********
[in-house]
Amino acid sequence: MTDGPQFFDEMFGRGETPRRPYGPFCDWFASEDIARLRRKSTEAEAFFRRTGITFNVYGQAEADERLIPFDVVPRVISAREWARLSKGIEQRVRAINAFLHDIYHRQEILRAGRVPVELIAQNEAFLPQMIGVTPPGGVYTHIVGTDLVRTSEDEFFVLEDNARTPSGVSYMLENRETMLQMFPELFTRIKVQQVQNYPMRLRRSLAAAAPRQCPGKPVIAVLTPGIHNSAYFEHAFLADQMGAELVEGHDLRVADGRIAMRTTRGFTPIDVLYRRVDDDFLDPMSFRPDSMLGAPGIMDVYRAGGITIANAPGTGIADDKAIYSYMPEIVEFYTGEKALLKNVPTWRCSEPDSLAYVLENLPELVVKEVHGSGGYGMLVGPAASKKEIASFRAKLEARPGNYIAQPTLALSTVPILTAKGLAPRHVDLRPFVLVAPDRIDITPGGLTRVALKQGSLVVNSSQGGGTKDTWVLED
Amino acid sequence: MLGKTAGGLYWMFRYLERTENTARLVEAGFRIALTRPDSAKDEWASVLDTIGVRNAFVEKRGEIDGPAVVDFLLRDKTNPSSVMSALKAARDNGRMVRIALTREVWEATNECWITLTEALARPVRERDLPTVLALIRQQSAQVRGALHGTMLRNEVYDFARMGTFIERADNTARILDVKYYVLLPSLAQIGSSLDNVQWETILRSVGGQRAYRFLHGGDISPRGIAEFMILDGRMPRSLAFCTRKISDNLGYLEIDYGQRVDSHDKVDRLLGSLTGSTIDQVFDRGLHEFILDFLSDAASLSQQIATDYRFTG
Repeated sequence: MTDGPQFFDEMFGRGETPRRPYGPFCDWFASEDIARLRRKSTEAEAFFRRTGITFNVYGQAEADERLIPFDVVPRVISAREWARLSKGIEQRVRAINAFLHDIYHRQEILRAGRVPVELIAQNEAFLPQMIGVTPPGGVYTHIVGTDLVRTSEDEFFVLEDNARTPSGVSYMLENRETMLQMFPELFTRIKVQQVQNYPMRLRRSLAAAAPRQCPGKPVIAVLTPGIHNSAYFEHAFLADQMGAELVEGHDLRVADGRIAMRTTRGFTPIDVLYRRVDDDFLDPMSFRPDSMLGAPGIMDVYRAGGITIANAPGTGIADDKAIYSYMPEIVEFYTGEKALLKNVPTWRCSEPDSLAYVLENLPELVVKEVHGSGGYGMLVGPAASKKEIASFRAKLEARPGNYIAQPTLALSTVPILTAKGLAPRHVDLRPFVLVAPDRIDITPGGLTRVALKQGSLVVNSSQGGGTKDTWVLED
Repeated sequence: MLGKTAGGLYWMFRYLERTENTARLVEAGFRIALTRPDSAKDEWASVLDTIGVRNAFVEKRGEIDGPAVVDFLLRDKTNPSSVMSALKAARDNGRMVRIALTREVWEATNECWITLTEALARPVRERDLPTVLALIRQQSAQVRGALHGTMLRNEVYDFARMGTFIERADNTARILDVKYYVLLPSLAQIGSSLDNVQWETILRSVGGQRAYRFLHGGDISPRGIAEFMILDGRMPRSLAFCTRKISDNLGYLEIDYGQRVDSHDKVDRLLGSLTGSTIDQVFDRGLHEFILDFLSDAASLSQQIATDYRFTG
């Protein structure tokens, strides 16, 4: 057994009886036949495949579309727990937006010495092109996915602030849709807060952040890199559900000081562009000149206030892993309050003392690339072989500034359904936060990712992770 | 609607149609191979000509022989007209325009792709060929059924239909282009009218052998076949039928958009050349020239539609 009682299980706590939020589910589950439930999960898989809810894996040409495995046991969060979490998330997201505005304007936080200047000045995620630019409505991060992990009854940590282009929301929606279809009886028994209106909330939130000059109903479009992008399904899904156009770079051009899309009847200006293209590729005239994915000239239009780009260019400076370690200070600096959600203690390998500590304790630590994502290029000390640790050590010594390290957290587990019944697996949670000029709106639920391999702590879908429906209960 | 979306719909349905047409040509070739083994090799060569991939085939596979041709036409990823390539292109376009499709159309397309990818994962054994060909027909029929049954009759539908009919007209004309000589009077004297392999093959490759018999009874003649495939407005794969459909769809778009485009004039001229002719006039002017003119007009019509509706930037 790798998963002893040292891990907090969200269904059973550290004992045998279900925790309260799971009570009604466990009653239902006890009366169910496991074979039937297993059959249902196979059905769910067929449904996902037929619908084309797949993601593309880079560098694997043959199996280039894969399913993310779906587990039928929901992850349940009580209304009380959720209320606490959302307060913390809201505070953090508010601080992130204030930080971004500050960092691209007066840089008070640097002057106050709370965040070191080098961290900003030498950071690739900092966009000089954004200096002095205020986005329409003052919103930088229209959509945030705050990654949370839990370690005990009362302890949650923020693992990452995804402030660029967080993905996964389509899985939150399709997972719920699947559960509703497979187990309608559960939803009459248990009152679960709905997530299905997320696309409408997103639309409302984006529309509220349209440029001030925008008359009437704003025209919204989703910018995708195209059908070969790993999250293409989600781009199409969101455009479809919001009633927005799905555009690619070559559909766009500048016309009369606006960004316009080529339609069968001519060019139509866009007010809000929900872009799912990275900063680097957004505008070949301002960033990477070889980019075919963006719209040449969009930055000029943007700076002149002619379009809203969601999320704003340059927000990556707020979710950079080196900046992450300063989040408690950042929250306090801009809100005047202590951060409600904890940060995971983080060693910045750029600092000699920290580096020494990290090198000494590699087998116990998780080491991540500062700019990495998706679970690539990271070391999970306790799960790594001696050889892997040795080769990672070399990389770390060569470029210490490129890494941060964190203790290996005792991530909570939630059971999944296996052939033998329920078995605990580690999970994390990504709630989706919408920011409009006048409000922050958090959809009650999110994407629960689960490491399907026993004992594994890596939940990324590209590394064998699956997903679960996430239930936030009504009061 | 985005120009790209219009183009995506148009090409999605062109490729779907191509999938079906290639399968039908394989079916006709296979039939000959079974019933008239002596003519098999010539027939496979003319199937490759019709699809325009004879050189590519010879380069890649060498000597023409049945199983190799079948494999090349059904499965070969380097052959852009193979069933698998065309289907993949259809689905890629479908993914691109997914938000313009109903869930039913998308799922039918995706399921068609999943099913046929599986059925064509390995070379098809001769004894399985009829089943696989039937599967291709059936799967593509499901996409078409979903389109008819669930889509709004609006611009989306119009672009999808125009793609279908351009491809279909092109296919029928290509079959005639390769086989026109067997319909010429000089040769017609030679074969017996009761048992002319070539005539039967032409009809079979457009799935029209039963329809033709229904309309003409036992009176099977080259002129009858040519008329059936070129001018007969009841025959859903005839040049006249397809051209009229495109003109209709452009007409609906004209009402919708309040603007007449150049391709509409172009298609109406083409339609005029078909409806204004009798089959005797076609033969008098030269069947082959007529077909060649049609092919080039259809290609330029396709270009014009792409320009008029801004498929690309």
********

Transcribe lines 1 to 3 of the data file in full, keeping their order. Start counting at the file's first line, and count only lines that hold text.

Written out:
[in-house]
Amino acid sequence: MTDGPQFFDEMFGRGETPRRPYGPFCDWFASEDIARLRRKSTEAEAFFRRTGITFNVYGQAEADERLIPFDVVPRVISAREWARLSKGIEQRVRAINAFLHDIYHRQEILRAGRVPVELIAQNEAFLPQMIGVTPPGGVYTHIVGTDLVRTSEDEFFVLEDNARTPSGVSYMLENRETMLQMFPELFTRIKVQQVQNYPMRLRRSLAAAAPRQCPGKPVIAVLTPGIHNSAYFEHAFLADQMGAELVEGHDLRVADGRIAMRTTRGFTPIDVLYRRVDDDFLDPMSFRPDSMLGAPGIMDVYRAGGITIANAPGTGIADDKAIYSYMPEIVEFYTGEKALLKNVPTWRCSEPDSLAYVLENLPELVVKEVHGSGGYGMLVGPAASKKEIASFRAKLEARPGNYIAQPTLALSTVPILTAKGLAPRHVDLRPFVLVAPDRIDITPGGLTRVALKQGSLVVNSSQGGGTKDTWVLED
Amino acid sequence: MLGKTAGGLYWMFRYLERTENTARLVEAGFRIALTRPDSAKDEWASVLDTIGVRNAFVEKRGEIDGPAVVDFLLRDKTNPSSVMSALKAARDNGRMVRIALTREVWEATNECWITLTEALARPVRERDLPTVLALIRQQSAQVRGALHGTMLRNEVYDFARMGTFIERADNTARILDVKYYVLLPSLAQIGSSLDNVQWETILRSVGGQRAYRFLHGGDISPRGIAEFMILDGRMPRSLAFCTRKISDNLGYLEIDYGQRVDSHDKVDRLLGSLTGSTIDQVFDRGLHEFILDFLSDAASLSQQIATDYRFTG